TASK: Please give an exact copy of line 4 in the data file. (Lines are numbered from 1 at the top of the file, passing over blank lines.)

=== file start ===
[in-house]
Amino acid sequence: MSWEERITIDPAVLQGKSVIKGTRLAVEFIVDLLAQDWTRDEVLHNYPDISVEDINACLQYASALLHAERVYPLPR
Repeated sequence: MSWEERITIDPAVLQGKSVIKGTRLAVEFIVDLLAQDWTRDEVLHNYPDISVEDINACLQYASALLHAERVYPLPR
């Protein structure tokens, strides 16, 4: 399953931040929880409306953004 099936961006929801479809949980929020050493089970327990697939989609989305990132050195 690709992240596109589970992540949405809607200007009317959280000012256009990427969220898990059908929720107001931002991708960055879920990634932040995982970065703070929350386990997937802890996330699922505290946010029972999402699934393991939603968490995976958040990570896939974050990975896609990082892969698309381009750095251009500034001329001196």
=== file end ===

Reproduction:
């Protein structure tokens, strides 16, 4: 399953931040929880409306953004 099936961006929801479809949980929020050493089970327990697939989609989305990132050195 690709992240596109589970992540949405809607200007009317959280000012256009990427969220898990059908929720107001931002991708960055879920990634932040995982970065703070929350386990997937802890996330699922505290946010029972999402699934393991939603968490995976958040990570896939974050990975896609990082892969698309381009750095251009500034001329001196």